Breaking Bad-ology Final: 11 Lessons Taught by Walter White and Friends
This is the end my friend…
As we embark along with Walter White to find out his fate, it’s a good time to reflect on the Breaking Bad series as a whole. Although many shows have been labeled as “just television,” or merely entertainment, there are some that stick with us because they are much more than that. Those in the geek set are more likely to analyze a show in order to garner a deeper understanding of what it all meant. Stories are more than a way to pass the dark of night or to liven up the spirits of those who hear them.
There’s a lot to be learned about the human experience through this form of cultural transmission. Our primitive ancestors knew this. The Greek epic writers—such as Homer—still echo through time; Shakespeare still underpins almost all screenwriting and fiction today; Campbell’s hero’s journey is as prevalent as ever. Breaking Bad has been a perfect molecular combination of lessons in morality, philosophy, family, business, and some may say, in fate.
Chemistry is a study of change, as White conveyed during the Pilot. In chemistry, change occurs through some kind of interaction, mainly based on connections via bonds with other elements and molecules. Heat, cold, and pressure also act to impart change. In human terms, people form connections and their interactions can also be affected by pressure or “heat.” Relationships and chance connections alter the destiny of an individual. Like a molecule, a person’s behavior can be completely altered, given the right circumstances.
Life’s experiences are all useful teaching opportunities, both the good and those lived through Breaking Bad. Here are some to consider:
Every decision has outcomes and consequences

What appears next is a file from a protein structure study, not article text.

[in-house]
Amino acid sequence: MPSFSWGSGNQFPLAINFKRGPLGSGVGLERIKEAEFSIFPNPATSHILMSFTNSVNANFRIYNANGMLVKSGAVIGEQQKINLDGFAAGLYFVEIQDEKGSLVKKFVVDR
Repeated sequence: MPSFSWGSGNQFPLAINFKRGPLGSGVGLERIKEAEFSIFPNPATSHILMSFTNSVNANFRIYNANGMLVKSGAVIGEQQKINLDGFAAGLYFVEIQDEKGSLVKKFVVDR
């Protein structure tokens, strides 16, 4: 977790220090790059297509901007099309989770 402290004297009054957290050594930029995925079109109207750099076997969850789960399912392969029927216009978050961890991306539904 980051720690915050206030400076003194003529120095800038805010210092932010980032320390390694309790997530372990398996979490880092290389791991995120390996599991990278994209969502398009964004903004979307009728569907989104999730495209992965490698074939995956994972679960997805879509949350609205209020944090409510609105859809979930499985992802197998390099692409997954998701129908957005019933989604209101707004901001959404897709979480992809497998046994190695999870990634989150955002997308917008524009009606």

We are free to make choices in life. If you follow a Judeo-Christian mindset, this free will is what makes humanity special—it is a gift from God—but that freedom can lead to making choices that are rife with “shoulds” and “should-nots.” A choice made can have a desired outcome. But there are repercussions, or ripples, that may manifest later down the line.
For instance, Walter chose to let Jesse’s girlfriend, Jane, die from a heroin overdose. He watched and did nothing. As a result, her father’s life was destroyed, and so were those of the people on two airplanes whose pilots received fatal instructions from the man—an exhausted air traffic controller. Walter later revealed his inaction to Jesse, and that truth may come into play for the final episode.
Who Are We to Judge?
It is difficult to draw moral lines that are permanent. Many people do not know how they will react until thrust into a given situation. While we can damn Walter for what he has done, this story provides a good mirror to hold up to ourselves. If you were dying, but could ensure your family’s future by making a drug that ruins the lives of others, would you do it? Each character on the show has lines that he or she will not cross. Jesse Pinkman has a soft spot for children–any children. Skyler wanted to keep the truth from her children. Walter let numerous people die in any number of gruesome ways, but he was not prepared to watch Hank die. We are not Dredd here. We all have our own demons, weaknesses, and moral failings. It’s part of being human–we are flawed.
Little “White” lies come back to haunt
Walter’s own little game of thrones led to a veritable cascade of outright lies and deceptions. But the most damaging of his words were often just plain omissions of facts. All of these things hidden by him would either lead to a death, or to someone finally discovering the truth.
Accept a little help from friends